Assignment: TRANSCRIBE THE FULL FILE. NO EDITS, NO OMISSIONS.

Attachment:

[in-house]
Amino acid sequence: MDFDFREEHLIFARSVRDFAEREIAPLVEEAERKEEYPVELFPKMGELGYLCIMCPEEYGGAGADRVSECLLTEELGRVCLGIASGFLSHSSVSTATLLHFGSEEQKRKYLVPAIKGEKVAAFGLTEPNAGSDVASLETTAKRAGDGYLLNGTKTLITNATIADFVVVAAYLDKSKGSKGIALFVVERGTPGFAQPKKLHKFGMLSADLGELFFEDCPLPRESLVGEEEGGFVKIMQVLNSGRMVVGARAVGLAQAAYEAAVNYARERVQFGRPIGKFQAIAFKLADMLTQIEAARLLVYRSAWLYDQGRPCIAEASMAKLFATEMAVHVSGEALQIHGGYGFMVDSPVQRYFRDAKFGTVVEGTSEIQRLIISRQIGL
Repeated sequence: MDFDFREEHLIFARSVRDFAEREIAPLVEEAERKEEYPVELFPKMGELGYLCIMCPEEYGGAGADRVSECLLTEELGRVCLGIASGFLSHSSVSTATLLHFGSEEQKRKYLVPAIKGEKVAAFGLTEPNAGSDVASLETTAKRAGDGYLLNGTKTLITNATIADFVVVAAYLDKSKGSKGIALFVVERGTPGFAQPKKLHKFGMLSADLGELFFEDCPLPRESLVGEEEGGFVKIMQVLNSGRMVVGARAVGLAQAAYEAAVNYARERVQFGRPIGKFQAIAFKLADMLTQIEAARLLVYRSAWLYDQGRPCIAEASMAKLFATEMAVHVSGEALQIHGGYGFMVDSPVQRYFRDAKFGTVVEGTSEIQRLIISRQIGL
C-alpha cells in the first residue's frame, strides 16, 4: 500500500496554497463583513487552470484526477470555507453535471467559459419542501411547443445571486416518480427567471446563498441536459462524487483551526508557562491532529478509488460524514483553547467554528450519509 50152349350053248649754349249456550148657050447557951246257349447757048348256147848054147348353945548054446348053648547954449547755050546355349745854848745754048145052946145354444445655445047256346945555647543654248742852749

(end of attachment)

[in-house]
Amino acid sequence: MDFDFREEHLIFARSVRDFAEREIAPLVEEAERKEEYPVELFPKMGELGYLCIMCPEEYGGAGADRVSECLLTEELGRVCLGIASGFLSHSSVSTATLLHFGSEEQKRKYLVPAIKGEKVAAFGLTEPNAGSDVASLETTAKRAGDGYLLNGTKTLITNATIADFVVVAAYLDKSKGSKGIALFVVERGTPGFAQPKKLHKFGMLSADLGELFFEDCPLPRESLVGEEEGGFVKIMQVLNSGRMVVGARAVGLAQAAYEAAVNYARERVQFGRPIGKFQAIAFKLADMLTQIEAARLLVYRSAWLYDQGRPCIAEASMAKLFATEMAVHVSGEALQIHGGYGFMVDSPVQRYFRDAKFGTVVEGTSEIQRLIISRQIGL
Repeated sequence: MDFDFREEHLIFARSVRDFAEREIAPLVEEAERKEEYPVELFPKMGELGYLCIMCPEEYGGAGADRVSECLLTEELGRVCLGIASGFLSHSSVSTATLLHFGSEEQKRKYLVPAIKGEKVAAFGLTEPNAGSDVASLETTAKRAGDGYLLNGTKTLITNATIADFVVVAAYLDKSKGSKGIALFVVERGTPGFAQPKKLHKFGMLSADLGELFFEDCPLPRESLVGEEEGGFVKIMQVLNSGRMVVGARAVGLAQAAYEAAVNYARERVQFGRPIGKFQAIAFKLADMLTQIEAARLLVYRSAWLYDQGRPCIAEASMAKLFATEMAVHVSGEALQIHGGYGFMVDSPVQRYFRDAKFGTVVEGTSEIQRLIISRQIGL
C-alpha cells in the first residue's frame, strides 16, 4: 500500500496554497463583513487552470484526477470555507453535471467559459419542501411547443445571486416518480427567471446563498441536459462524487483551526508557562491532529478509488460524514483553547467554528450519509 50152349350053248649754349249456550148657050447557951246257349447757048348256147848054147348353945548054446348053648547954449547755050546355349745854848745754048145052946145354444445655445047256346945555647543654248742852749